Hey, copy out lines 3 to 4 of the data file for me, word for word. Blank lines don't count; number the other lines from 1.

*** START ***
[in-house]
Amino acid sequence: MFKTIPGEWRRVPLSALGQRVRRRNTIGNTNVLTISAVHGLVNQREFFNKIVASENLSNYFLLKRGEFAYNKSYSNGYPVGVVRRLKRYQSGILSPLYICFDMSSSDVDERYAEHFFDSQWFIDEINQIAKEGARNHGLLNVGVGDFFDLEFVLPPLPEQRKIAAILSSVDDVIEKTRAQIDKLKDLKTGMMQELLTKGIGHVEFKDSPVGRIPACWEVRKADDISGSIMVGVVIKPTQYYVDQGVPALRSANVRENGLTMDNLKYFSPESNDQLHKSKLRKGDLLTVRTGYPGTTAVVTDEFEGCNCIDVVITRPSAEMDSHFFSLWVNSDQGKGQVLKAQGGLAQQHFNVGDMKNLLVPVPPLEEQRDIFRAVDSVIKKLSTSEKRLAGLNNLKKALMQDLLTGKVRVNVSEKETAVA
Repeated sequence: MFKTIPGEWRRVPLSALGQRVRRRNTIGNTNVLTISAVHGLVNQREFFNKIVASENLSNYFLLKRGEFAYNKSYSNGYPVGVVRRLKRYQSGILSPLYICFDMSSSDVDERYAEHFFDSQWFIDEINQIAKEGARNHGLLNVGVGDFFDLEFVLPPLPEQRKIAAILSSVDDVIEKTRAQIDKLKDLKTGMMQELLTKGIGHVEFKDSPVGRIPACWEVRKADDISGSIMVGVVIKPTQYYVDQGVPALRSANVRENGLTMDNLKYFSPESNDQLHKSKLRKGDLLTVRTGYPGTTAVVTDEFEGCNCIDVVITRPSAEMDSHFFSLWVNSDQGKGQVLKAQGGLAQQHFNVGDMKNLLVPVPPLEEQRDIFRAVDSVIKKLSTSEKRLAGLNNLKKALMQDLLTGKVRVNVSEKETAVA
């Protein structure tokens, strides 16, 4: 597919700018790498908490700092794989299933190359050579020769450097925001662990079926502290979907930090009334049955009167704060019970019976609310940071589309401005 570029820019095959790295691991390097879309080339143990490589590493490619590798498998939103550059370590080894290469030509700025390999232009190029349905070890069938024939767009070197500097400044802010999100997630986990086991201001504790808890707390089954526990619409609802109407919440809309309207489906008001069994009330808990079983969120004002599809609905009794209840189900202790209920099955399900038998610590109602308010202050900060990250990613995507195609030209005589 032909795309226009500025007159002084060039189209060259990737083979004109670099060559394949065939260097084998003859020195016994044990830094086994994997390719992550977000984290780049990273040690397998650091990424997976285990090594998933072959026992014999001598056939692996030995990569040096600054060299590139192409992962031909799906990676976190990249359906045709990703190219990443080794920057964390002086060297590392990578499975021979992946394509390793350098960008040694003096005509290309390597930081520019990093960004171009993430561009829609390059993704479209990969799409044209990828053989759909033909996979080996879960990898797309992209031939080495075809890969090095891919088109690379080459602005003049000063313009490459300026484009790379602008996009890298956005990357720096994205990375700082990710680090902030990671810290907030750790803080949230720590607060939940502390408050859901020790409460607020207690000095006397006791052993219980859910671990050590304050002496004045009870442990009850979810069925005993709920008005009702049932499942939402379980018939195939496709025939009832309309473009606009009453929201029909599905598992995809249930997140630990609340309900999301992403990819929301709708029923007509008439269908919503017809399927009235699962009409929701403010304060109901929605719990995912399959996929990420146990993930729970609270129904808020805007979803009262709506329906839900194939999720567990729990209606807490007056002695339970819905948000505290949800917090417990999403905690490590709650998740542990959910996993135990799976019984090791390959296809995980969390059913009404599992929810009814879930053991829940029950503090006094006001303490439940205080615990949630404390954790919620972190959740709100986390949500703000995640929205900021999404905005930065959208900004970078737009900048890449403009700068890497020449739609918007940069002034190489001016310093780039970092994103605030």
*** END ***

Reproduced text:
Repeated sequence: MFKTIPGEWRRVPLSALGQRVRRRNTIGNTNVLTISAVHGLVNQREFFNKIVASENLSNYFLLKRGEFAYNKSYSNGYPVGVVRRLKRYQSGILSPLYICFDMSSSDVDERYAEHFFDSQWFIDEINQIAKEGARNHGLLNVGVGDFFDLEFVLPPLPEQRKIAAILSSVDDVIEKTRAQIDKLKDLKTGMMQELLTKGIGHVEFKDSPVGRIPACWEVRKADDISGSIMVGVVIKPTQYYVDQGVPALRSANVRENGLTMDNLKYFSPESNDQLHKSKLRKGDLLTVRTGYPGTTAVVTDEFEGCNCIDVVITRPSAEMDSHFFSLWVNSDQGKGQVLKAQGGLAQQHFNVGDMKNLLVPVPPLEEQRDIFRAVDSVIKKLSTSEKRLAGLNNLKKALMQDLLTGKVRVNVSEKETAVA
């Protein structure tokens, strides 16, 4: 597919700018790498908490700092794989299933190359050579020769450097925001662990079926502290979907930090009334049955009167704060019970019976609310940071589309401005 570029820019095959790295691991390097879309080339143990490589590493490619590798498998939103550059370590080894290469030509700025390999232009190029349905070890069938024939767009070197500097400044802010999100997630986990086991201001504790808890707390089954526990619409609802109407919440809309309207489906008001069994009330808990079983969120004002599809609905009794209840189900202790209920099955399900038998610590109602308010202050900060990250990613995507195609030209005589 032909795309226009500025007159002084060039189209060259990737083979004109670099060559394949065939260097084998003859020195016994044990830094086994994997390719992550977000984290780049990273040690397998650091990424997976285990090594998933072959026992014999001598056939692996030995990569040096600054060299590139192409992962031909799906990676976190990249359906045709990703190219990443080794920057964390002086060297590392990578499975021979992946394509390793350098960008040694003096005509290309390597930081520019990093960004171009993430561009829609390059993704479209990969799409044209990828053989759909033909996979080996879960990898797309992209031939080495075809890969090095891919088109690379080459602005003049000063313009490459300026484009790379602008996009890298956005990357720096994205990375700082990710680090902030990671810290907030750790803080949230720590607060939940502390408050859901020790409460607020207690000095006397006791052993219980859910671990050590304050002496004045009870442990009850979810069925005993709920008005009702049932499942939402379980018939195939496709025939009832309309473009606009009453929201029909599905598992995809249930997140630990609340309900999301992403990819929301709708029923007509008439269908919503017809399927009235699962009409929701403010304060109901929605719990995912399959996929990420146990993930729970609270129904808020805007979803009262709506329906839900194939999720567990729990209606807490007056002695339970819905948000505290949800917090417990999403905690490590709650998740542990959910996993135990799976019984090791390959296809995980969390059913009404599992929810009814879930053991829940029950503090006094006001303490439940205080615990949630404390954790919620972190959740709100986390949500703000995640929205900021999404905005930065959208900004970078737009900048890449403009700068890497020449739609918007940069002034190489001016310093780039970092994103605030």